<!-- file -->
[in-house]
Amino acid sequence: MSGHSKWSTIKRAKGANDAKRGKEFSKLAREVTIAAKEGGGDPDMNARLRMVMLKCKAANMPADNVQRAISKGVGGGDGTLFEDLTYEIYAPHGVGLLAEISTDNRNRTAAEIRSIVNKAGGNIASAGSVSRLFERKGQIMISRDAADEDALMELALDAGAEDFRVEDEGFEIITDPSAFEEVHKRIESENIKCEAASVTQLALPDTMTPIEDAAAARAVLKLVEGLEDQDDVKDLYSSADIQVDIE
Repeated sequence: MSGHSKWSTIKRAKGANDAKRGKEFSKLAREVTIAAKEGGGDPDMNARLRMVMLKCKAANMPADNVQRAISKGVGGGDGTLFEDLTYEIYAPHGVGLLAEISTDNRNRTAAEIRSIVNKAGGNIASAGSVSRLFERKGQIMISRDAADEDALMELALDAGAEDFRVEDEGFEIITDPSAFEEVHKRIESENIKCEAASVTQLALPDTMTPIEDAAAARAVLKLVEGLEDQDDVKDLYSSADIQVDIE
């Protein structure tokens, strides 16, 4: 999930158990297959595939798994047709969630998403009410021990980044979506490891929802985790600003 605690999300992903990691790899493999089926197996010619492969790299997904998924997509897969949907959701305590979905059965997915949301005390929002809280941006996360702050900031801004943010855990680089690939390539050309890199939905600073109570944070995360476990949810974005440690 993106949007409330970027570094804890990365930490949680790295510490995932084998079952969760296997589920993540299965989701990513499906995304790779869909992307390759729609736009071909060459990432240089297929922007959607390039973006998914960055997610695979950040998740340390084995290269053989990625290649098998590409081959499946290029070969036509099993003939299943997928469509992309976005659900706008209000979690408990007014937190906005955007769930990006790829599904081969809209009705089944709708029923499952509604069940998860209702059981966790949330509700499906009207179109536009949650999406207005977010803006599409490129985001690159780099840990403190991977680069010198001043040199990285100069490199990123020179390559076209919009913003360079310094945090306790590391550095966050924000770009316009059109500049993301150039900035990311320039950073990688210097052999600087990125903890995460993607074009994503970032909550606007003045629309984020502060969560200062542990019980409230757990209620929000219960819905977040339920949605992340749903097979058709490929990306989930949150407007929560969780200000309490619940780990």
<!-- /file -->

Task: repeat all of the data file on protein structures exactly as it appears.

[in-house]
Amino acid sequence: MSGHSKWSTIKRAKGANDAKRGKEFSKLAREVTIAAKEGGGDPDMNARLRMVMLKCKAANMPADNVQRAISKGVGGGDGTLFEDLTYEIYAPHGVGLLAEISTDNRNRTAAEIRSIVNKAGGNIASAGSVSRLFERKGQIMISRDAADEDALMELALDAGAEDFRVEDEGFEIITDPSAFEEVHKRIESENIKCEAASVTQLALPDTMTPIEDAAAARAVLKLVEGLEDQDDVKDLYSSADIQVDIE
Repeated sequence: MSGHSKWSTIKRAKGANDAKRGKEFSKLAREVTIAAKEGGGDPDMNARLRMVMLKCKAANMPADNVQRAISKGVGGGDGTLFEDLTYEIYAPHGVGLLAEISTDNRNRTAAEIRSIVNKAGGNIASAGSVSRLFERKGQIMISRDAADEDALMELALDAGAEDFRVEDEGFEIITDPSAFEEVHKRIESENIKCEAASVTQLALPDTMTPIEDAAAARAVLKLVEGLEDQDDVKDLYSSADIQVDIE
């Protein structure tokens, strides 16, 4: 999930158990297959595939798994047709969630998403009410021990980044979506490891929802985790600003 605690999300992903990691790899493999089926197996010619492969790299997904998924997509897969949907959701305590979905059965997915949301005390929002809280941006996360702050900031801004943010855990680089690939390539050309890199939905600073109570944070995360476990949810974005440690 993106949007409330970027570094804890990365930490949680790295510490995932084998079952969760296997589920993540299965989701990513499906995304790779869909992307390759729609736009071909060459990432240089297929922007959607390039973006998914960055997610695979950040998740340390084995290269053989990625290649098998590409081959499946290029070969036509099993003939299943997928469509992309976005659900706008209000979690408990007014937190906005955007769930990006790829599904081969809209009705089944709708029923499952509604069940998860209702059981966790949330509700499906009207179109536009949650999406207005977010803006599409490129985001690159780099840990403190991977680069010198001043040199990285100069490199990123020179390559076209919009913003360079310094945090306790590391550095966050924000770009316009059109500049993301150039900035990311320039950073990688210097052999600087990125903890995460993607074009994503970032909550606007003045629309984020502060969560200062542990019980409230757990209620929000219960819905977040339920949605992340749903097979058709490929990306989930949150407007929560969780200000309490619940780990």